A study in the British medical journal Lancet found that 12 million Indian girls were aborted over the last three decades -- resulting in a skewed child sex ratio of 914 girls to every 1,000 boys in 2011 compared with 962 in 1981. This kind of a trend prevails nowhere else in the world. No other country in the world women is meted with such atrocious treatment. World economic forum statistics reveal that there is little gender equality in India. India stands in 217th position in gender equality among 234 countries. Despite laws making pre-natal gender tests illegal, India's 2011 census indicated that efforts to curb female feticide have been futile. Fewer girls were born than boys and the number of girls under six years old plummeted for the fifth decade running.
Still traditionalists say that woman is respected in India. Indian cinema highlights that India is the country that defines mother and motherhood. Is this the way to respect women? Leave alone respecting women we are not letting women live.  
The terrible impacts of falling numbers of females should be taken as a warning sign and we have to do something about it or we'll have a situation where women will constantly be at risk of kidnap, rape and much, much worse still leads to secret practices. "In every village, there are at least a dozen bachelors who can't find a wife. In some, there are up to three or four unmarried men in one family. Everything is hush, hush. No one openly admits it, but we all know what is going on “one daughter-in-law living with many unwedded brothers.” Some people raise objections to this new culture while others see polyandry as a way to woman empowerment.  As a civilized society, all over the world divorces and remarriages are acceptable. So who knows in the future, there are chances of this tradition could be popular surprise in the evolution of many surprises for humans. 

According to Indian historian Sarva Daman Singh, who wrote the 1988 book “Polyandry in Ancient India.” The husband in polyandry Kaza, Baldev Nath, 50, said that “everyone is pleased” with their shared-spouse arrangement, including his older brother and their common wife.  Women's rights activists say breaking down these deep-rooted, age-old beliefs is a major challenge. "The real solution is to empower girls and women in every way possible," says Neelam Singh, head of Vatsalya, an NGO working on children's and women's issues. "We need to provide them with access to education, healthcare and opportunities which will help them make decisions for themselves and stand up to those who seek to abuse or exploit them."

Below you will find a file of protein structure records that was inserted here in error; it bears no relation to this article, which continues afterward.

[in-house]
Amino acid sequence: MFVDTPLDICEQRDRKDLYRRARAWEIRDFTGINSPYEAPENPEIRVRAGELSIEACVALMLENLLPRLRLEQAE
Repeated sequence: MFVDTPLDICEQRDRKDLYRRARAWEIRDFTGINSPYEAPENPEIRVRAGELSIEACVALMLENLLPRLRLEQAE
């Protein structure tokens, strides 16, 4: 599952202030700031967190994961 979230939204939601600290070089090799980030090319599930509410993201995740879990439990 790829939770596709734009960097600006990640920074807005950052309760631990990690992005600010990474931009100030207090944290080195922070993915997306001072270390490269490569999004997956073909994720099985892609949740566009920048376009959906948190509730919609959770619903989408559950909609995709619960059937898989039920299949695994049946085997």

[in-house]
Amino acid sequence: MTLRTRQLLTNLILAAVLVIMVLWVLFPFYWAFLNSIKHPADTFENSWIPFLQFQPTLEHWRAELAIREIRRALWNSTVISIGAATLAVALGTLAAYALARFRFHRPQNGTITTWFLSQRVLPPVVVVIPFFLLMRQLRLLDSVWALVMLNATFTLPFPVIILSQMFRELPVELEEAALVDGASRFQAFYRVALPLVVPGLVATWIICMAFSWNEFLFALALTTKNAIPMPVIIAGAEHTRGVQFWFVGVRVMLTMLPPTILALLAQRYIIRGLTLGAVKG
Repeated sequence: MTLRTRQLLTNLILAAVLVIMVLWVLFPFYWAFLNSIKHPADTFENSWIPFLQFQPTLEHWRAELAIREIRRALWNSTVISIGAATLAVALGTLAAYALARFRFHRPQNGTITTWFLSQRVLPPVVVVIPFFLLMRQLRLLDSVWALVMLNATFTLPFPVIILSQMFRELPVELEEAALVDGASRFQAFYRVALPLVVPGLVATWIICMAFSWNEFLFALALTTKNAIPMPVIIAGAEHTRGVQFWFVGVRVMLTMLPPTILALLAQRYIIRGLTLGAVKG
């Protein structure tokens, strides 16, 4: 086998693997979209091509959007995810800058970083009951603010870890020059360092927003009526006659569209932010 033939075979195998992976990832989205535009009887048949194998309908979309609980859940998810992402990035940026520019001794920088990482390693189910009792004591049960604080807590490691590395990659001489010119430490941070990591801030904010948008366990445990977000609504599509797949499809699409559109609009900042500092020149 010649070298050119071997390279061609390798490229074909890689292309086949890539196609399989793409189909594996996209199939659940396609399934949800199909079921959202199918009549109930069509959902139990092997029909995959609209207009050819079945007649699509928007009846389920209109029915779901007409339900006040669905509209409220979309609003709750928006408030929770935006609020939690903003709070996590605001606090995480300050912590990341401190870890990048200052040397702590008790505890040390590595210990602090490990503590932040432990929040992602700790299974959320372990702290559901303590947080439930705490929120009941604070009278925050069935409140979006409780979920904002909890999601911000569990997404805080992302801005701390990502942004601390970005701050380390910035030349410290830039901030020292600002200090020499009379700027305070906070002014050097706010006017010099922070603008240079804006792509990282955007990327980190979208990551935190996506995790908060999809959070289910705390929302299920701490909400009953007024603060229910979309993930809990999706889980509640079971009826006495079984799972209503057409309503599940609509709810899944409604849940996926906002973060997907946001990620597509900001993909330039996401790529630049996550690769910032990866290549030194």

While other women compare polyandry with polygyny( having many wives at the same time) And question” when a husband can have two or three wives at the same time why not a wife can have two or three husbands at the same time. It is accepted and practised in Hindu culture as well as Islamic culture. Many Hindu gods have more than one wife. Politicians and cine stars and celebrities have them. They also question the logic of allowing Muslim men to have more than one spouse while denying the same ‘right’ to women.

Dr. Zakir Naik says polyandry is prohibited in Islam. He explains “A lot of people, including some Muslims, question let me first state emphatically, that the foundation of an Islamic society is justice and equity. Allah has created men and women as equal, but with different capabilities and different responsibilities.
Men and women are different, physiologically and psychologically. Their roles and responsibilities are different. Men and women are equal in Islam, but not identical.
Surah Nisa’ Chapter 4 verses 22 to 24 gives the list of women with who you can not marry and it is further mentions in Surah Nisa’ Chapter 4 verse 24 "Also (prohibited are) women already married"

1. If a man has more than one wife, the parents of the children born of such marriages can easily be identified. The father as well as the mother can easily be identified. In case of a woman marrying more than one husband, only the mother of the children born of such marriages will be identified and not the father
2. Man is more polygamous by nature as compared to a woman.

3. Biologically, it is easier for a man to perform his duties as a husband despite having several wives. A woman, in a similar position, having several husbands, will not find it possible to perform her duties as a wife
 Allah, in His Infinite Wisdom, has prohibited polyandry.
One distinct advantage with polyandry is population control. Husbands may be two or three but wife is only one to bear children. So the population control takes place naturally. Apart form population controls the economic and domestic burdens can be shared. The income of multiple husbands helps family to tide over financial problems. Often one female will find it very advantageous to have several males support her in childrearing, whether or not they have outside sexual interests. Whether or not we care to admit it, a lot of childrearing and household tasks tend to fall to women still, and this seems to be a comfortable combination of traditional and disruptively new problem-solving structure for a nice environment for a household. One should wait and watch whether or not Polyandry is synonymous with female empowerment. Who knows what is in store for women and men?

venkat poolabala




            







2 comments:

  1. swm in canada men out number women here i would live polyandry